"your 2 Corinthians 6:14-17 reference is talking about marriage. NOT preaching, NOT methodology."
2 Corinthians 6:14-17 (New American Standard Bible)
14Do not be bound together with unbelievers; for what partnership have righteousness and lawlessness, or what fellowship has light with darkness?
15Or what harmony has Christ with Belial, or what has a believer in common with an unbeliever?
16Or what agreement has the temple of God with idols? For we are the temple of the living God; just as God said,
"I WILL DWELL IN THEM AND WALK AMONG THEM;
AND I WILL BE THEIR GOD, AND THEY SHALL BE MY PEOPLE.
17"Therefore, COME OUT FROM THEIR MIDST AND BE SEPARATE," says the Lord.
"AND DO NOT TOUCH WHAT IS UNCLEAN;
And I will welcome you.
This blogger is trying very hard to defend the carnality and worldliness of Senior Pastor Perry Noble from NewSpring Church. I'm amazed at the hoops many NewSpring defenders will jump through to defend Noble and his rebellion.
Here is a reference that might help explain this passage:
6:14-15. What hampered the Corinthians’ open, loving response, which Paul called for? (v. 13) Answer: rival suitors vied for their affections and allegiance. Though verses 14-15 are often applied to various sorts of alliances (e.g., mixed marriages, improper business associations), Paul’s primary association was probably ecclesiastical. The rival suitors were possibly pagan idolaters (cf. 1 Cor. 10:14) or more likely false apostles (cf. 2 Cor. 11:2-4). In censure or affection Paul was equally candid (cf. 6:11).
The solution to the dilemma was for the Corinthians to separate from the false apostles. Whatever may have been their own and others’ estimation of their spiritual status, Paul considered the false apostles to be unbelievers (cf. 11:13-15) from whom the Corinthians needed to separate. But Paul did not say that Christians should have no contacts whatever with unbelievers. Earlier he argued the absurdity of such a position (1 Cor. 5:9-10). But religious unbelievers might lead believers astray from “sincere and pure devotion to Christ” (2 Cor. 11:3), and the fact concerned Paul greatly. A believer can be rightly yoked only with Christ (Matt. 11:29-30).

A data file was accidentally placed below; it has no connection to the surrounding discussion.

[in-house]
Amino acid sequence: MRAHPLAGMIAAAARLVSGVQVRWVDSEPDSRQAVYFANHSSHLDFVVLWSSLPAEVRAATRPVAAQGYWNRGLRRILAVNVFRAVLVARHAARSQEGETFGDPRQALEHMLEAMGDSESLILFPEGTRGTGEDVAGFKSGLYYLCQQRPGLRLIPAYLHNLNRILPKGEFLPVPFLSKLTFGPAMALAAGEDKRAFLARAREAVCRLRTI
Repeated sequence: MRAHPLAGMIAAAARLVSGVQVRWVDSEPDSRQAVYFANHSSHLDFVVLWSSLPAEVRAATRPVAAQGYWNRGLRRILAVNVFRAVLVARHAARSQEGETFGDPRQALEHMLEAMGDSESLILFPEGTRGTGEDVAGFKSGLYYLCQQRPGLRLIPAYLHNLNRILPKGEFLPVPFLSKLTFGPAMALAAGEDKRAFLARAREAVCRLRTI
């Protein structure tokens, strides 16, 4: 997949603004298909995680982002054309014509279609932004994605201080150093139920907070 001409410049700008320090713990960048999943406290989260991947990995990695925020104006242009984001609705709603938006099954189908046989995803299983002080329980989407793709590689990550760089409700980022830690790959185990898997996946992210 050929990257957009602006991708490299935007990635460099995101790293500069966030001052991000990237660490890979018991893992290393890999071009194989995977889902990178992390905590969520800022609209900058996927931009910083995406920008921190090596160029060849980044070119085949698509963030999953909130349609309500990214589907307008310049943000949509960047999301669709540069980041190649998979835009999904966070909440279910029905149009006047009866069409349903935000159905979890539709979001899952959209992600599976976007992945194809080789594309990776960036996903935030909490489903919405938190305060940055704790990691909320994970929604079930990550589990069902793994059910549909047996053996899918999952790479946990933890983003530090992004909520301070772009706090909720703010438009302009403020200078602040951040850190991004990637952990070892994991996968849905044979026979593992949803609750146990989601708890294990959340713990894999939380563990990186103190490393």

To illustrate, Paul asked five rhetorical questions (2 Cor. 6:14-16), posing antitheses that reflect the wide chasm between the kingdom of Christ and the kingdom of Satan (cf. Col. 1:13). Belial (the Gr. Beliar is a spelling variation) transliterates an Old Testament word that means “worthless person.” In Greek it came to mean “a lawless person.” It was then used of Satan, the most worthless and lawless of all.
6:16. Paul’s fifth rhetorical question provided a transition to his citing several Old Testament verses. Their cumulative effect bolstered Paul’s exhortation (v. 14a). The church is the temple of God (cf. 1 Cor. 3:16) where the Spirit of God and Christ dwells (cf. Matt. 28:19-20; Eph. 2:22). The promise of God to live among His people was ultimately fulfilled in Christ (Matt. 1:23).
6:17. Enjoying God’s presence requires personal holiness. Paul cited a portion of Isaiah 52:11 and Ezekiel 20:41, passages that speak of Israel’s redemption. God’s people are redeemed from pagan bondage (come out from them and be separate) in order to be clean before God (touch no unclean thing) and thus enjoy fellowship with Him (I will receive you). In Galatians Paul spoke of the bondage of those who are under the obligation of the Law (Gal. 3:13-14; 4:5; cf. 2 Cor. 3:7-9). Paul wrote to Titus that redemption implied two things: (a) deliverance “from all wickedness” and (b) a purified people who are “His very own, eager to do what is good” (Titus 2:14). Personal purity makes it possible to serve God and be received by Him.
Walvoord, J. F., Zuck, R. B., & Dallas Theological Seminary. (1983-c1985). The Bible knowledge commentary : An exposition of the scriptures (2:570-571). Wheaton, IL: Victor Books.